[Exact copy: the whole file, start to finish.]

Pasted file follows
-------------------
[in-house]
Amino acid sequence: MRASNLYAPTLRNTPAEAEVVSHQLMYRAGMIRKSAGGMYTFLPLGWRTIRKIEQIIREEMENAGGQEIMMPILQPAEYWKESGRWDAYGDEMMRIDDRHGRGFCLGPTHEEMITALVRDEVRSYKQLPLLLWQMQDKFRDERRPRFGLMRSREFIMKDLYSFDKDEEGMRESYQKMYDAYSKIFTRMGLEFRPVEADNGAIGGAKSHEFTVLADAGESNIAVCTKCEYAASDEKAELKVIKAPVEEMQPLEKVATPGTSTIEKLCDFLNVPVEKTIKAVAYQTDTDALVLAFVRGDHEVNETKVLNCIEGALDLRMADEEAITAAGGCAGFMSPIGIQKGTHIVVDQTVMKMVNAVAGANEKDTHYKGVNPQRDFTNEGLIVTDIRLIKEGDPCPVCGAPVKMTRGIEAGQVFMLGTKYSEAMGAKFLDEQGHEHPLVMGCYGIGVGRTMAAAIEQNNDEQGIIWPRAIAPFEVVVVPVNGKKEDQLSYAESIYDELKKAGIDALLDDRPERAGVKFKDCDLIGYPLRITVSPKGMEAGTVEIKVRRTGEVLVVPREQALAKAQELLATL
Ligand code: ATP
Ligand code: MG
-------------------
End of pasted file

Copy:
[in-house]
Amino acid sequence: MRASNLYAPTLRNTPAEAEVVSHQLMYRAGMIRKSAGGMYTFLPLGWRTIRKIEQIIREEMENAGGQEIMMPILQPAEYWKESGRWDAYGDEMMRIDDRHGRGFCLGPTHEEMITALVRDEVRSYKQLPLLLWQMQDKFRDERRPRFGLMRSREFIMKDLYSFDKDEEGMRESYQKMYDAYSKIFTRMGLEFRPVEADNGAIGGAKSHEFTVLADAGESNIAVCTKCEYAASDEKAELKVIKAPVEEMQPLEKVATPGTSTIEKLCDFLNVPVEKTIKAVAYQTDTDALVLAFVRGDHEVNETKVLNCIEGALDLRMADEEAITAAGGCAGFMSPIGIQKGTHIVVDQTVMKMVNAVAGANEKDTHYKGVNPQRDFTNEGLIVTDIRLIKEGDPCPVCGAPVKMTRGIEAGQVFMLGTKYSEAMGAKFLDEQGHEHPLVMGCYGIGVGRTMAAAIEQNNDEQGIIWPRAIAPFEVVVVPVNGKKEDQLSYAESIYDELKKAGIDALLDDRPERAGVKFKDCDLIGYPLRITVSPKGMEAGTVEIKVRRTGEVLVVPREQALAKAQELLATL
Ligand code: ATP
Ligand code: MG